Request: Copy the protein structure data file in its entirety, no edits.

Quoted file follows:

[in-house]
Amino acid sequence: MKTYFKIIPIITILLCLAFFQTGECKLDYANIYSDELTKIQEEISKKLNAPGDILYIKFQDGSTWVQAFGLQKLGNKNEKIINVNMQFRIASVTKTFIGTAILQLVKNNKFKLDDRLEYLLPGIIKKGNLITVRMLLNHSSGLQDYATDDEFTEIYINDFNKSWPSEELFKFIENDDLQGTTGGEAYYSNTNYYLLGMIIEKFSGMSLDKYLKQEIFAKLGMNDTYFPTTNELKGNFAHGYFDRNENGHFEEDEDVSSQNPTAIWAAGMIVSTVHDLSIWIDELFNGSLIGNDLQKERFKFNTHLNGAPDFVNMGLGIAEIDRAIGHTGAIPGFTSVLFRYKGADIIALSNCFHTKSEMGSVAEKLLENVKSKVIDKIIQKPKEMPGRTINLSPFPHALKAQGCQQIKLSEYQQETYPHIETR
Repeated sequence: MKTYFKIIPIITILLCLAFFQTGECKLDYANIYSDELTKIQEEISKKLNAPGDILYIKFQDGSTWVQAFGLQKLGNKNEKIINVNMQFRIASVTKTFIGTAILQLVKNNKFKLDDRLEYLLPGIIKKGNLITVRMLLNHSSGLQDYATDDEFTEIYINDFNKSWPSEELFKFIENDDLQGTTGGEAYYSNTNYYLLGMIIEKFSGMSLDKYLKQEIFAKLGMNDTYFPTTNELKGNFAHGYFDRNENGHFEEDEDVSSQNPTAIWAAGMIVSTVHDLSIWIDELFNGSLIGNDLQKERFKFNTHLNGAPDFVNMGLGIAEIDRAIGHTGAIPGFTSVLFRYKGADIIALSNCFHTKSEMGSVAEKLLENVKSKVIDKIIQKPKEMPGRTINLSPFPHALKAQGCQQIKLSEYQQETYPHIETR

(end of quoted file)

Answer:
[in-house]
Amino acid sequence: MKTYFKIIPIITILLCLAFFQTGECKLDYANIYSDELTKIQEEISKKLNAPGDILYIKFQDGSTWVQAFGLQKLGNKNEKIINVNMQFRIASVTKTFIGTAILQLVKNNKFKLDDRLEYLLPGIIKKGNLITVRMLLNHSSGLQDYATDDEFTEIYINDFNKSWPSEELFKFIENDDLQGTTGGEAYYSNTNYYLLGMIIEKFSGMSLDKYLKQEIFAKLGMNDTYFPTTNELKGNFAHGYFDRNENGHFEEDEDVSSQNPTAIWAAGMIVSTVHDLSIWIDELFNGSLIGNDLQKERFKFNTHLNGAPDFVNMGLGIAEIDRAIGHTGAIPGFTSVLFRYKGADIIALSNCFHTKSEMGSVAEKLLENVKSKVIDKIIQKPKEMPGRTINLSPFPHALKAQGCQQIKLSEYQQETYPHIETR
Repeated sequence: MKTYFKIIPIITILLCLAFFQTGECKLDYANIYSDELTKIQEEISKKLNAPGDILYIKFQDGSTWVQAFGLQKLGNKNEKIINVNMQFRIASVTKTFIGTAILQLVKNNKFKLDDRLEYLLPGIIKKGNLITVRMLLNHSSGLQDYATDDEFTEIYINDFNKSWPSEELFKFIENDDLQGTTGGEAYYSNTNYYLLGMIIEKFSGMSLDKYLKQEIFAKLGMNDTYFPTTNELKGNFAHGYFDRNENGHFEEDEDVSSQNPTAIWAAGMIVSTVHDLSIWIDELFNGSLIGNDLQKERFKFNTHLNGAPDFVNMGLGIAEIDRAIGHTGAIPGFTSVLFRYKGADIIALSNCFHTKSEMGSVAEKLLENVKSKVIDKIIQKPKEMPGRTINLSPFPHALKAQGCQQIKLSEYQQETYPHIETR